Pentagon Opens All Combat Roles to Women
While everyone was paying attention to the Benghazi hearings, Secretary of Defense Leon Panetta ordered a lifting of the ban on women in ground combat.
AP (“Panetta opens combat roles to women“):
Senior defense officials say Pentagon chief Leon Panetta is removing the military’s ban on women serving in combat, opening hundreds of thousands of front-line positions and potentially elite commando jobs after more than a decade at war.
The groundbreaking move recommended by the Joint Chiefs of Staff overturns a 1994 rule banning women from being assigned to smaller ground combat units. Panetta’s decision gives the military services until January 2016 to seek special exceptions if they believe any positions must remain closed to women.
Coming as this does completely out of the blue, I don’t have a strong opinion on the merits of the call. I’m highly skeptical of women in the most physically demanding roles, but there are certainly at least a handful of women who would be capable of performing them. So long as standards are not lowered—and, again, I’m highly skeptical of that—the policy may make sense. Women have exceeded our expectations over the last decade of deployment. So, frankly, have the men; the widely held notions that they wouldn’t be able to cope with women in close proximity have been disproven in practice.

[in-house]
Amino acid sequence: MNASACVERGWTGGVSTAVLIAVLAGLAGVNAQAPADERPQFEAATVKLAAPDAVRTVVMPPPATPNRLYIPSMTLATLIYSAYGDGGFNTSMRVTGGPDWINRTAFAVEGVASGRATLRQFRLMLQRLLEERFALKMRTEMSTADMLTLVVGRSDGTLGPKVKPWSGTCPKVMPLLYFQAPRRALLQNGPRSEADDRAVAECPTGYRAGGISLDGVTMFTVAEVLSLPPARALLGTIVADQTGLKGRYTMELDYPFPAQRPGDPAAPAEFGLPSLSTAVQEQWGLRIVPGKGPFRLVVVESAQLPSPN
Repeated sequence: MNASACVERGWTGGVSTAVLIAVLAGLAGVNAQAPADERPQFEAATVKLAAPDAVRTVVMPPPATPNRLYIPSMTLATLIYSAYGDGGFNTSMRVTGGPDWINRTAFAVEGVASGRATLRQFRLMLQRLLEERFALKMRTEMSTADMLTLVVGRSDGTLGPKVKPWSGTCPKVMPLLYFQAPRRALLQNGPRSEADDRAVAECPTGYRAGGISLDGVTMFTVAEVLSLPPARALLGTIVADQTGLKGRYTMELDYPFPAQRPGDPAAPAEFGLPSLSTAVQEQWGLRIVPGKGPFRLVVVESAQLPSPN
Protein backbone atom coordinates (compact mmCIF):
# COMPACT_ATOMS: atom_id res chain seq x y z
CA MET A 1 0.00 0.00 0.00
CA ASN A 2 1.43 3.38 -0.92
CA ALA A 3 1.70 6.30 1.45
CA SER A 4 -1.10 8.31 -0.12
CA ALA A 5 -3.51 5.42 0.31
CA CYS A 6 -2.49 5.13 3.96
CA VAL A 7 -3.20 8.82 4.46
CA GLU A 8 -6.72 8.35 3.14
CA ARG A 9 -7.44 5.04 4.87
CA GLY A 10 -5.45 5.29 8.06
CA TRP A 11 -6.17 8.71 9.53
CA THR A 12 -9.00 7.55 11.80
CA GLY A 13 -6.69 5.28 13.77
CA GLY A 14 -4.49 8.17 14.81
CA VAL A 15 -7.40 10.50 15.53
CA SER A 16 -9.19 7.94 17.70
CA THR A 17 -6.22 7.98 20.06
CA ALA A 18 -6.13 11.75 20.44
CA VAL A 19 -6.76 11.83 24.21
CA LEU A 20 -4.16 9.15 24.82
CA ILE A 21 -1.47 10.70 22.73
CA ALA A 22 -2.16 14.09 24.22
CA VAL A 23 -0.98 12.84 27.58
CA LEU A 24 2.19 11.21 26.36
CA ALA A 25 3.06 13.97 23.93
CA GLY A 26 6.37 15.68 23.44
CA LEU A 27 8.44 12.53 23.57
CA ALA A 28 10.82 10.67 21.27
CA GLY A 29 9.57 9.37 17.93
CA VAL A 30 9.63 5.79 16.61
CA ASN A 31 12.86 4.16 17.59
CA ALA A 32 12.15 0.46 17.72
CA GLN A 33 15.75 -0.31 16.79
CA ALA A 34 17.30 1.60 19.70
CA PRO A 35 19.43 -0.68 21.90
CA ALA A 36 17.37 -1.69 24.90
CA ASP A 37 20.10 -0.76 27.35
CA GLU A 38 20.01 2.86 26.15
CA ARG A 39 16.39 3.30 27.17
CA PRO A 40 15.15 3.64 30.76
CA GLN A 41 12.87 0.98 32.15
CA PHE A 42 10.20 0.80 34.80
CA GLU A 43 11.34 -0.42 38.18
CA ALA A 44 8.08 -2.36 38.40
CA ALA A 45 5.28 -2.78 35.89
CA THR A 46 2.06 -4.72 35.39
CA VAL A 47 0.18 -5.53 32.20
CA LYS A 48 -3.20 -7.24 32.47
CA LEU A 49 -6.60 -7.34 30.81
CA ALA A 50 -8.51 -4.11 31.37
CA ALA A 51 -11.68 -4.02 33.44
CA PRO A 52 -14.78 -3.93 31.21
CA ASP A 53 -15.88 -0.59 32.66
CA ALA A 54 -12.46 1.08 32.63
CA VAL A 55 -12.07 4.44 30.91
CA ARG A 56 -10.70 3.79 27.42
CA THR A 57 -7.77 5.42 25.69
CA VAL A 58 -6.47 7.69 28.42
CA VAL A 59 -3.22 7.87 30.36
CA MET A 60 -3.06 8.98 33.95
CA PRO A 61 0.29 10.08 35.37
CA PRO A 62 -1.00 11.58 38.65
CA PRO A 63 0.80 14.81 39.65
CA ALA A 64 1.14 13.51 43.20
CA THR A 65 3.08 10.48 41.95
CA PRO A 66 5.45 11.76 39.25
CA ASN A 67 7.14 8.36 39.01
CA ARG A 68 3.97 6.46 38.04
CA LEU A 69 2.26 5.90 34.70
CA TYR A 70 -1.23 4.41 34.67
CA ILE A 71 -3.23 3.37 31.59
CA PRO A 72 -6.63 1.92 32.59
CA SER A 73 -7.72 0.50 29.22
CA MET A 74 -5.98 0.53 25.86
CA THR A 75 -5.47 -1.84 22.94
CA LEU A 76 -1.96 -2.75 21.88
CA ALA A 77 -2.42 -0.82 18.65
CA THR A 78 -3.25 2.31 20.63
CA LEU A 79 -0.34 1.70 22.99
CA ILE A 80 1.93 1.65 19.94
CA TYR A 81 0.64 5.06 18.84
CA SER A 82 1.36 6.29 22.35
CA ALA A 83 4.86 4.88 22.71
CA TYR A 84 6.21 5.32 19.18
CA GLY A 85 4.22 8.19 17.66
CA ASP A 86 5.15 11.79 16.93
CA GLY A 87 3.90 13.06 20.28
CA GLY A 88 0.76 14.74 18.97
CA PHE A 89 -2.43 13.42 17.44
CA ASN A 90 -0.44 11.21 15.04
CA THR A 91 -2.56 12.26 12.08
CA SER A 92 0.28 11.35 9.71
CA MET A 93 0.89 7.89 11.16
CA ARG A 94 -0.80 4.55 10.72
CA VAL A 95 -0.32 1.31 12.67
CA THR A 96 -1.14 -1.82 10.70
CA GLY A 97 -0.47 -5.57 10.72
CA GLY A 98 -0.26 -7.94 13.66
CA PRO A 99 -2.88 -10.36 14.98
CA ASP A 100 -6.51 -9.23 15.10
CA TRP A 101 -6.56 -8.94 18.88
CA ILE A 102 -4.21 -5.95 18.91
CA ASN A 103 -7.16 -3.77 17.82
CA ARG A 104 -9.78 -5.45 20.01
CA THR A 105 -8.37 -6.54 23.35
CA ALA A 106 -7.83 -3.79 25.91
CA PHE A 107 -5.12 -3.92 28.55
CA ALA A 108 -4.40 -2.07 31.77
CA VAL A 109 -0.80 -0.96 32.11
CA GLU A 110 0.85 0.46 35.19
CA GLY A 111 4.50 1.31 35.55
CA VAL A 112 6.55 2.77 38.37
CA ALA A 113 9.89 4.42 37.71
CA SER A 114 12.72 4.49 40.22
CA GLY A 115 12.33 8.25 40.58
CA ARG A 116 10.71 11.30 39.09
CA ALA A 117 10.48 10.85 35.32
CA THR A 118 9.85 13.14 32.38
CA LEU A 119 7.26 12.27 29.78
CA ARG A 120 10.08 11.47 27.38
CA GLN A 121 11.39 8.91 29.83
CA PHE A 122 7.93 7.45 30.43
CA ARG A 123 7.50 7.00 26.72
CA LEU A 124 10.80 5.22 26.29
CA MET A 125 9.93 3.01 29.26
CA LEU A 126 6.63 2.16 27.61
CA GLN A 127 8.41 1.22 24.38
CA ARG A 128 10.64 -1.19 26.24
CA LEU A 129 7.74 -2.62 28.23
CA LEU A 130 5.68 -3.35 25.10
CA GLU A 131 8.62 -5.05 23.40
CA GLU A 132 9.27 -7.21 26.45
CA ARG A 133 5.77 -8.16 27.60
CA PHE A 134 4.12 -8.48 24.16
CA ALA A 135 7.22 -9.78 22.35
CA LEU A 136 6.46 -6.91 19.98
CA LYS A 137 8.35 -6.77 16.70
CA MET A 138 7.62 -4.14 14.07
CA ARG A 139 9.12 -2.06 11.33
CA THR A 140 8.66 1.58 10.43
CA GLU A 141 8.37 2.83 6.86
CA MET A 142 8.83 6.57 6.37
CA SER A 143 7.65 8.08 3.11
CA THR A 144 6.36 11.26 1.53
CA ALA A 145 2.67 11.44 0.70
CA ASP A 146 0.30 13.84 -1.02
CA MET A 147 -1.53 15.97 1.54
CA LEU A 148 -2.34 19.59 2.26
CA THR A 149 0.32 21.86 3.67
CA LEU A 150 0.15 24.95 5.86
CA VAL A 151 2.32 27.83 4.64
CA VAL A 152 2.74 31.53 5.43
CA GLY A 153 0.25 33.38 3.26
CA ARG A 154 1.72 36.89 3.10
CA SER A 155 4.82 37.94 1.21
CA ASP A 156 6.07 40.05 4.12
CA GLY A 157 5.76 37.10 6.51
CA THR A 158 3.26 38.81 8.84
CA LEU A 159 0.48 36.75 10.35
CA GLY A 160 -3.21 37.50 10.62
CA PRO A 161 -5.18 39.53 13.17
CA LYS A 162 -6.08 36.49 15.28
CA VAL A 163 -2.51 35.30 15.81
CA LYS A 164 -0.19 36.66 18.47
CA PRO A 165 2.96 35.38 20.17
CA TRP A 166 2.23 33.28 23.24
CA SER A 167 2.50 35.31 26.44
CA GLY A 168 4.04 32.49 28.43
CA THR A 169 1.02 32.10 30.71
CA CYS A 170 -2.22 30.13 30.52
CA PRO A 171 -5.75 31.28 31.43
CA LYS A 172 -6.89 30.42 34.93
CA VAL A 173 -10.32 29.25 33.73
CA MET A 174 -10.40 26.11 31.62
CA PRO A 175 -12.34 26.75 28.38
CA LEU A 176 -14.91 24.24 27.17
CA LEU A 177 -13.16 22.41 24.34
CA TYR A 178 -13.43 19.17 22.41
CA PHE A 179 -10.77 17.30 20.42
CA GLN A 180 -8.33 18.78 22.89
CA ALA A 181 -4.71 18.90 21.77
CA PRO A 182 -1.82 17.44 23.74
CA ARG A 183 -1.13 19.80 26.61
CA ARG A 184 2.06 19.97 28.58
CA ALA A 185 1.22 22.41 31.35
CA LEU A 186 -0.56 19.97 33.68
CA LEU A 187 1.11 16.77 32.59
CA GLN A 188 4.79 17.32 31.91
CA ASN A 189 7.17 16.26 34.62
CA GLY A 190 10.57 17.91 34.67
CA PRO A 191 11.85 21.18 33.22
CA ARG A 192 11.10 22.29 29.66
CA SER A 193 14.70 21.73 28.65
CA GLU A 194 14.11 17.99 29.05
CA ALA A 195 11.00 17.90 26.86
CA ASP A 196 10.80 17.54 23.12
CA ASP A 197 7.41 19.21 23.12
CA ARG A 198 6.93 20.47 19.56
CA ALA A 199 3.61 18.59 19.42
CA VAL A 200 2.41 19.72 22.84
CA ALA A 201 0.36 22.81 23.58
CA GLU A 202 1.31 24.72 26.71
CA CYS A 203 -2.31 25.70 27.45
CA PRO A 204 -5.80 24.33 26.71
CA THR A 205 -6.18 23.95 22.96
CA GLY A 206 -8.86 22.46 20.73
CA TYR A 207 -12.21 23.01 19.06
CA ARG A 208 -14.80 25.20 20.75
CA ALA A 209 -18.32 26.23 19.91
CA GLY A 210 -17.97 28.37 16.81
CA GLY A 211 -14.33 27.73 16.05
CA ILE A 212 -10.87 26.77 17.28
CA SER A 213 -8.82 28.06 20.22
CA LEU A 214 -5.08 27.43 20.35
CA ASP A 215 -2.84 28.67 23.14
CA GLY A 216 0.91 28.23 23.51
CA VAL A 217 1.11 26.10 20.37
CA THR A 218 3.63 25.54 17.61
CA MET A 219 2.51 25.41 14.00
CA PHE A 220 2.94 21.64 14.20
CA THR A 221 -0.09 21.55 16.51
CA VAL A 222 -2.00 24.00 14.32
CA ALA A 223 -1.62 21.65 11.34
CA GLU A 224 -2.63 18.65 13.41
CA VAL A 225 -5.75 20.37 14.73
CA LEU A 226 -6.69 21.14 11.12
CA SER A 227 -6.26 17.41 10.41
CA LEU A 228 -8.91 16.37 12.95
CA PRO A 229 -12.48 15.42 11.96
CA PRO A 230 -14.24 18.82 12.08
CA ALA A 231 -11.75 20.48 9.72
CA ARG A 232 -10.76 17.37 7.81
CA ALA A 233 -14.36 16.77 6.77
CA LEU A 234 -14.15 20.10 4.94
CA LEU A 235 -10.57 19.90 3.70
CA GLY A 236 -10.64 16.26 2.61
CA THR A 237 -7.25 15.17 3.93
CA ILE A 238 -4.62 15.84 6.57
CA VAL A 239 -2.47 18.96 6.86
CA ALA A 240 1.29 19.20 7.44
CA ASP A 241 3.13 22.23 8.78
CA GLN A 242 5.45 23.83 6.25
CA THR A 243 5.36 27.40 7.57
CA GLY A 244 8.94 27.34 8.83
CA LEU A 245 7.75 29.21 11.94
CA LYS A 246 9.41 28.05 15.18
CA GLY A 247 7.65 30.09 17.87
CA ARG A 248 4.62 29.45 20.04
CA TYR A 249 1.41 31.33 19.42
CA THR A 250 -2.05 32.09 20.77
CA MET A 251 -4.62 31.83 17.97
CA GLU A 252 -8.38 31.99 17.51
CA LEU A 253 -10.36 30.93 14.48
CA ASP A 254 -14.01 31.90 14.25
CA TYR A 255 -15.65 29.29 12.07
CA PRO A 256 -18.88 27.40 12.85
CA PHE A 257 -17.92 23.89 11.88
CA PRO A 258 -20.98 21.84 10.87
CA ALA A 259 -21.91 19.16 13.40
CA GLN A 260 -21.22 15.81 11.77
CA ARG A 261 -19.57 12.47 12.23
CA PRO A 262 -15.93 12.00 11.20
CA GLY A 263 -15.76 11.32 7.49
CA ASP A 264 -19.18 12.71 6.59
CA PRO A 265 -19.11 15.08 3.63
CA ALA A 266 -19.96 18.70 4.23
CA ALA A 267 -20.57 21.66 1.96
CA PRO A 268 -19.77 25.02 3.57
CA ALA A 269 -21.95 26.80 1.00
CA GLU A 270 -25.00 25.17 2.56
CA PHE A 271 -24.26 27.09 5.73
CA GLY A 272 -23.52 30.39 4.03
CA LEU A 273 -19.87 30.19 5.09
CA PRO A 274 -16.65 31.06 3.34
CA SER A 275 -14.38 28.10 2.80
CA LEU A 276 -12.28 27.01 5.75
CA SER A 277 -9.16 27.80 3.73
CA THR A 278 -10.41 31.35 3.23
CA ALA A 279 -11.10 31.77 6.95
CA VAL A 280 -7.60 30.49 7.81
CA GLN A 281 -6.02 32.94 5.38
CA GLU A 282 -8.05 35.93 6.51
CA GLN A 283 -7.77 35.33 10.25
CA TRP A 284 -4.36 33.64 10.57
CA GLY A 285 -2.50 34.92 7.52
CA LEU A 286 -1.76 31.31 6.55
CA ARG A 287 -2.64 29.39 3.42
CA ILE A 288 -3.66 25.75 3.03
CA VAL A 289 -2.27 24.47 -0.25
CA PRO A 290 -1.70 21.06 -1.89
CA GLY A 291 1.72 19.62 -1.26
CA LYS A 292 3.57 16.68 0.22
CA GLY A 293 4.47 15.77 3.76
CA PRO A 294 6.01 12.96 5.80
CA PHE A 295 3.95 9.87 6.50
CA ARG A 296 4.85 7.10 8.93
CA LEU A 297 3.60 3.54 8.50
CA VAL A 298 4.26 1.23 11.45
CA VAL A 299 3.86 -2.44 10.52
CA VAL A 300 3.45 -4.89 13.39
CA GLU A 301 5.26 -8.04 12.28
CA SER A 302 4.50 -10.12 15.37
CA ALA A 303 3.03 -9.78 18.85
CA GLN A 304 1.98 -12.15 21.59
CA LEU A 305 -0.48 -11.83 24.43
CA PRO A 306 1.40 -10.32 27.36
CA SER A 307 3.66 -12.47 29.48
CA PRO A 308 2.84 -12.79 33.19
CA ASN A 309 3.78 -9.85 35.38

Aside from questions about the wisdom of the policy, I’m not all that clear on Panetta’s authority. David Burrelli put out an excellent CRS backgrounder, “Women in Combat: Issues for Congress,” last month. While Congress rescinded most legislation on gender roles, authoring the SECDEF to make these sort of decisions, the law would seem to require Congressional approval on changes of this scope.
If nothing else, this will likely move Benghazi off the lead position in tonight’s newscasts and tomorrow’s papers.
UPDATE: For an argument in favor of today’s action, see Megan H. MacKenzie’s “Let Women Fight: Ending the U.S. Military’s Female Combat Ban” in the current Foreign Affairs.The article is temporarily available to non-subscribers. I would note that she was calling on Congress, not Panetta, to make the change.